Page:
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Study: 78% of adults either believe or aren't sure about at least one common COVID-19 misconception

COVID-19 misinformaiton
Posted at 12:01 PM, Nov 09, 2021
and last updated 2021-11-09 12:01:06-05

A new study conducted by the Kaiser Family Foundation (KFF) indicates that misinformation about COVID-19 and vaccines is still prevalent throughout the U.S.

According to the study, 78% of adults in the U.S. either believe or aren't sure about one at least one of eight commonly-shared misguided theories or outright conspiracies about the pandemic.

KFF's study found that those who are not vaccinated against COVID-19 were more than three times more likely to believe false statements than vaccinated people. The divide also fell along political lines — nearly half of Republicans believe or were unsure about common misconceptions about the pandemic, compared to just 14% of Democrats.

The study also found that those who believed or weren't sure about COVID-19 conspiracies tended to place more trust in conservative news sources, particularly Newsmax and One America News. Those who trusted network news, NPR, CNN and MSNBC were less likely to believe pandemic falsehoods.

Below are the common misconceptions about the pandemic KFF asked respondents about. All of the statements below are false.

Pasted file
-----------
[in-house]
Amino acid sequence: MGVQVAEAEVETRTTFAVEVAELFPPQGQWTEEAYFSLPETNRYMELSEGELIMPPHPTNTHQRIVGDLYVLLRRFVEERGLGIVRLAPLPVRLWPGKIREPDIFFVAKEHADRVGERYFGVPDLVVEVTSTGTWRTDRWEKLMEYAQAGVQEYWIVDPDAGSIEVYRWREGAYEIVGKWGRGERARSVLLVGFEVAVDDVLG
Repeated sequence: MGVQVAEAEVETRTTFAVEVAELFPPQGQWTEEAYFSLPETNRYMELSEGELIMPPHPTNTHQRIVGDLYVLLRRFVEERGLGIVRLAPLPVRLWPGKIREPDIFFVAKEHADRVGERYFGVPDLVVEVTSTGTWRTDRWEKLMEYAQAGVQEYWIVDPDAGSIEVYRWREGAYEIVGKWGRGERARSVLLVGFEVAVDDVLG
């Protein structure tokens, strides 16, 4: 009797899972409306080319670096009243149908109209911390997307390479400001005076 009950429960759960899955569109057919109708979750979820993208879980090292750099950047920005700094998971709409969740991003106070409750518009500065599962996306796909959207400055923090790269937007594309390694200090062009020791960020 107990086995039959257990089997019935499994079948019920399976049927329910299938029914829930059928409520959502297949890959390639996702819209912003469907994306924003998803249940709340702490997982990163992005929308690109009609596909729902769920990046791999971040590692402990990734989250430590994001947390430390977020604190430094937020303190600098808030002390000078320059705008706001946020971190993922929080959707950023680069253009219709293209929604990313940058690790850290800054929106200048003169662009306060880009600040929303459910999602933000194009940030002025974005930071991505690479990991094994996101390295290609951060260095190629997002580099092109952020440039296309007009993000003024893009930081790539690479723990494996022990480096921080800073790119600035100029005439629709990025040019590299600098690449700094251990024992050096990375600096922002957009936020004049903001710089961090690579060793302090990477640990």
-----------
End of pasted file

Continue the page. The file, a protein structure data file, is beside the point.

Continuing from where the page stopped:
• The government is exaggerating the number of COVID-19 deaths — 38% believe it to be true; 22% have heard it but aren't sure if it's true
  • Pregnant women should not get the COVID-19 vaccine — 17% believe it to be true; 22% have heard it but aren't sure if it's true
  • COVID-19 deaths are being intentionally hidden by the government — 8% believe it to be true; 23% have heard it but aren't sure if it's true
  • Ivermectin is a safe and effective COVID-19 treatment — 14% believe it to be true; 14% have heard it but aren't sure if it's true
  • You can get COVID-19 from the vaccine — 14% believe it to be true; 10% have heard it but aren't sure if it's true
  • COVID-19 vaccines contain a microchip — 7% believe it to be true; 17% have heard it but aren't sure if it's true
  • COVID-19 vaccines change a person's DNA — 8% believe it to be true; 13% have heard it but aren't sure if it's true

Click here to read more about the KFF's study.